ASHEVILLE, N.C. (WATE) — The restoration of the Cherokee name, “Kuwohi” to Clingmans Dome has garnered unanimous support from the Buncombe County Board of Commissioners. Last month, the Eastern Band of Cherokee Indians Tribal Council voted to begin the effort to petition the federal government for the name change.
The Buncombe County commissioners met for their regular meeting in Asheville on Tuesday night, where they voted unanimously in favor of a resolution of support for the efforts of the EBCI to restore the name “Kuwohi” to the mountain currently known as Clingmans Dome, the highest point in the Smokies.
Several people spoke during the commission meeting’s public comment session in support of the resolution and the name change, including an EBCI tribal member, who called on commissioners to be leaders and to see the name change support as an opportunity.
“This type of restoring a name to our ancestral language goes beyond just a signal of importance,” Jared Wheatley, who identified himself as a dual citizen of the Cherokee Nation and the United States as well as a small business owner, said. “It also represents an opportunity to help shape a national conversation about the importance of inclusion of Indigenous peoples and Native people. It’s not a very common act, it’s going to go under federal review and Buncombe County being the major economic center of western North Carolina and you know, a big part of the current economy of what was our ancestral land. It also includes parts of…Tennessee. You have the opportunity to be the first movers and the first to show a strong public support and be incorporated into our application and show the federal government that the neighbors of the Quolla Boundary and the Eastern Band of Cherokee Indians are accepted among their community. The opportunity to rename the mountain and for us to be here speaking about it is kind of vital to our survival of our culture.”
A news release from the commission states the support “echoes the acknowledgment that the area currently known as Buncombe County rests on land that was first inhabited by the Cherokee, their ancestors, and other Indigenous peoples.”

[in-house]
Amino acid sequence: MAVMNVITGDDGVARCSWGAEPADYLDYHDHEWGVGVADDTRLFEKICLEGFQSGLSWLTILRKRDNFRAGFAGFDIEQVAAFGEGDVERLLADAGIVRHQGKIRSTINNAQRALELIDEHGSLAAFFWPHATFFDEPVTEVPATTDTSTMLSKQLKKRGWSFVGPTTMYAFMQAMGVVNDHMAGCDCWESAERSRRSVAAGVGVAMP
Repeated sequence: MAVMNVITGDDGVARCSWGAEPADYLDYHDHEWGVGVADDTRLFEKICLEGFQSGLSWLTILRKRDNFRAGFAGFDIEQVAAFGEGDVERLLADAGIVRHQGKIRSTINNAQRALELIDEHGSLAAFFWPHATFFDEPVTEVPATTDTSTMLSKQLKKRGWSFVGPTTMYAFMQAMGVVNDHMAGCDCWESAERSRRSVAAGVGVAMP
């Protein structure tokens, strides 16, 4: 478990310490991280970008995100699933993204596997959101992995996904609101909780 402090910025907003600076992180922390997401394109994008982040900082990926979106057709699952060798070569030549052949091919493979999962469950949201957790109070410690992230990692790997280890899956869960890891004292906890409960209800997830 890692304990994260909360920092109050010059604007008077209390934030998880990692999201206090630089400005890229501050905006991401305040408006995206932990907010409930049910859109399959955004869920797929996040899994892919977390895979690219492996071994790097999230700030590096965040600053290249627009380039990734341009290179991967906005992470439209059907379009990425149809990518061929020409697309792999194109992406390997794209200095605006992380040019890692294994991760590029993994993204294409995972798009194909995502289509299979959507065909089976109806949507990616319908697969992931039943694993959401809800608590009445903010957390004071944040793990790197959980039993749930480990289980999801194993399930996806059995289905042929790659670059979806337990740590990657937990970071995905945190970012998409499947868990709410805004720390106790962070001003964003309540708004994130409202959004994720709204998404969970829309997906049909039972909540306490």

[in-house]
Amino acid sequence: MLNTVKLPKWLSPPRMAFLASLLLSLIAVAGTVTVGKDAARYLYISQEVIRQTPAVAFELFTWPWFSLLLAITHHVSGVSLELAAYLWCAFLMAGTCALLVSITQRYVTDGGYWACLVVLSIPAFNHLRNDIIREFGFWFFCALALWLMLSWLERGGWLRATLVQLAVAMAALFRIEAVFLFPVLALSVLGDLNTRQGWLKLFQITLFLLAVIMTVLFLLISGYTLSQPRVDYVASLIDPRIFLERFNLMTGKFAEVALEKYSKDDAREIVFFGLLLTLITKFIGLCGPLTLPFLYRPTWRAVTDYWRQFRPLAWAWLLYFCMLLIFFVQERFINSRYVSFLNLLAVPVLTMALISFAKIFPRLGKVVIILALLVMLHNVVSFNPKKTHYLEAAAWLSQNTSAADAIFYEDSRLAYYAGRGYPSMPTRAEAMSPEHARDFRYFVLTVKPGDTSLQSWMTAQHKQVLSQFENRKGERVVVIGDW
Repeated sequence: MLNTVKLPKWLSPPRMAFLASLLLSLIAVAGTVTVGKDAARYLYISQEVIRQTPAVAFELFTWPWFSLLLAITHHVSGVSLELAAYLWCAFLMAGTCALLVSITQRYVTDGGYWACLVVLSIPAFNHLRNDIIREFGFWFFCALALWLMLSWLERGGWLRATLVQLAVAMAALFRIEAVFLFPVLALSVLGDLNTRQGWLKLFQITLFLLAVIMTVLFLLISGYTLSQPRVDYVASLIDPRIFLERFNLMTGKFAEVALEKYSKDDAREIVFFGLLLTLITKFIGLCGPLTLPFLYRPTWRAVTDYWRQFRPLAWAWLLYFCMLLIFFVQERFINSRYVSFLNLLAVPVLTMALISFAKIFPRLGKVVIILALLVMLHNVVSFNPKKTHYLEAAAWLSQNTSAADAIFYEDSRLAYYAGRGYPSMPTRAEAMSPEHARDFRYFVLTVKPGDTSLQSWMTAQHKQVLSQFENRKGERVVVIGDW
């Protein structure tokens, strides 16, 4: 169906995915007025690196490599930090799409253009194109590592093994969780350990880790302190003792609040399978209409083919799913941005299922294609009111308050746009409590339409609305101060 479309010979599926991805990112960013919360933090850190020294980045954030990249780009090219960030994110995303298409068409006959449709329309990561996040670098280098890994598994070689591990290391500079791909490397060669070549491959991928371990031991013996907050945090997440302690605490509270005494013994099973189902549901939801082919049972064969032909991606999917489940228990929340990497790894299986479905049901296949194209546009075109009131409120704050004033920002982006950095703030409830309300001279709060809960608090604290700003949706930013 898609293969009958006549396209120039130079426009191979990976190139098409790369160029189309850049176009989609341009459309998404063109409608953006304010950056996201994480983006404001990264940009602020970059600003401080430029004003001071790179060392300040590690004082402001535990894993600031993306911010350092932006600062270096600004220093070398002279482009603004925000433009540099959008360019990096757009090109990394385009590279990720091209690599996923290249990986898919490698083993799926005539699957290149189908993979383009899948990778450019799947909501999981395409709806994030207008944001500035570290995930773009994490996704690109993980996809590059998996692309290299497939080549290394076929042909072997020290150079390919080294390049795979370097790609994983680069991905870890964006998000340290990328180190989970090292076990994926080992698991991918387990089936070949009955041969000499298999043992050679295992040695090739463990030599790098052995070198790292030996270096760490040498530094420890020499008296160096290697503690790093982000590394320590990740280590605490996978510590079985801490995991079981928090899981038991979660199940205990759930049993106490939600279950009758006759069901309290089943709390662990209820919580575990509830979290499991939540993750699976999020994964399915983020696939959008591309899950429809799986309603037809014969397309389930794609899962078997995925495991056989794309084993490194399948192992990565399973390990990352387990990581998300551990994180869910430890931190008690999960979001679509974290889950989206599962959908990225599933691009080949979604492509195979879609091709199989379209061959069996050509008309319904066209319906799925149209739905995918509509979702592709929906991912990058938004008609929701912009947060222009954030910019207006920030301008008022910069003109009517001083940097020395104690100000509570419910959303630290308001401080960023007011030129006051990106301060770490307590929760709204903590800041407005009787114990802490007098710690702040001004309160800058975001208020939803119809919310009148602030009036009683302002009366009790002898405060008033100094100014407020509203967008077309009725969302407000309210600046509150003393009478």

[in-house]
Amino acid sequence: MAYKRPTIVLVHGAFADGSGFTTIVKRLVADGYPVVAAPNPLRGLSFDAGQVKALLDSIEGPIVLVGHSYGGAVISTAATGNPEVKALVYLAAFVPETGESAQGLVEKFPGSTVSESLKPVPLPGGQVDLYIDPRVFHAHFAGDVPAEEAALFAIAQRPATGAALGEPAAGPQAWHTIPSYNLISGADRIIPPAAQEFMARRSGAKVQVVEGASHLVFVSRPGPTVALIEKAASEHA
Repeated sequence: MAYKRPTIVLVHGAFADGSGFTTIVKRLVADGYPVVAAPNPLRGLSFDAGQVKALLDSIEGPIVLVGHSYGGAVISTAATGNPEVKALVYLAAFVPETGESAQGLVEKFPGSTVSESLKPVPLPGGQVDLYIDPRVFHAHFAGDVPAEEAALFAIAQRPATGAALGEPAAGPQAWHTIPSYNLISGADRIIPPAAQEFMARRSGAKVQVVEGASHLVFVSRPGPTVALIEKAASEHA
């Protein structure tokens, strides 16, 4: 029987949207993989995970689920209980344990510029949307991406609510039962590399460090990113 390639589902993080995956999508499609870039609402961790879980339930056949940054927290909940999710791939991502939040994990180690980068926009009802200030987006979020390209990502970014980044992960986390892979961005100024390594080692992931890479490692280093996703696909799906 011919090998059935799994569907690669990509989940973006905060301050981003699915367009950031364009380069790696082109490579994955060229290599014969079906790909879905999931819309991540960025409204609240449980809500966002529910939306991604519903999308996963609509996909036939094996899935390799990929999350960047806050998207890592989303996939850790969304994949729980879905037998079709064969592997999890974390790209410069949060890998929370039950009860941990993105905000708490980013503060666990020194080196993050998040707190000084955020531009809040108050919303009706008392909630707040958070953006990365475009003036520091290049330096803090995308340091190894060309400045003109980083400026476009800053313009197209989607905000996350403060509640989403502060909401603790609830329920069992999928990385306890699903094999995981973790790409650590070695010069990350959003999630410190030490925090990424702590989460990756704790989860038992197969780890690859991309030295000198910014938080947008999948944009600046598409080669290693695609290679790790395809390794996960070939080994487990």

Buncombe County Commissioner Parker Sloan, who presented the resolution to the commission, stated, “The culture and language of the Eastern Band of the Cherokee exists today because of great determination of tribal members and their ancestors. For example, Kuwohi was a place where the Cherokee took refuge to avoid being taken from their homes during the Trail of Tears and therefore has great historical significance to them. The ancestral name of this mountain has been passed down orally through generations despite the forced attendance at boarding schools where they were not allowed to learn about their culture or their native language. To the Cherokee this mountain has always been called Kuwohi and they have asked us, the people of Buncombe County and our government, to join them in their efforts to restore the original Cherokee name of Kuwohi to the mountain presently known as ‘Clingmans Dome.’ Buncombe County applauds our Indigenous neighbors’ efforts and extends our sincere support.”
Buncombe County Commissioner Brownie Newman shared during the meeting that he had been in contact with EBCI Principal Chief Richard Sneed to let him know the commission would be considering the resolution. Sneed reportedly replied to Newman that they would be appreciative and supportive of the resolution aligned with their own.
The commissioners also asked for clarification with EBCI members ahead of the vote, which is when Tribal Councilmember LaVita Hill spoke to them, saying, “just recently we met with our elders, our Speakers Council, who have determined that the correct spelling and pronunciation is ‘Kuwohi.’ The place of mulberries.”
Recently, the EBCI Cherokee Speakers Council voted on the Cherokee name, “Kuwohi” rather than Kuwahi, as previously spelled in the Tribal Council’s first initiative. The Cherokee Speakers Council is comprised of fluent Cherokee language speakers who meet to discuss language and culture.
The EBCI plans to petition the federal government to formally change the name Clingmans Dome to Kuwohi, and it’s a process that has some precedent. In August 2015, the U.S. Department of the Interior, which manages the National Park Service, formally restored the traditional Koyukon Athabascan name of Denali to what was then known as Mount McKinley in Alaska.
According to the Interior Department, former President Barack Obama endorsed the Secretary of the Interior’s decision to issue a Secretarial Order that officially changed the name. The Secretary of the Interior is granted the authority to make such changes in certain cases – per the 1947 federal law that provides for the standardization of geographic names through the U.S. Board on Geographic Names. The name change is reflected in all federal usage.
Denali is the highest mountain in the United States and North America.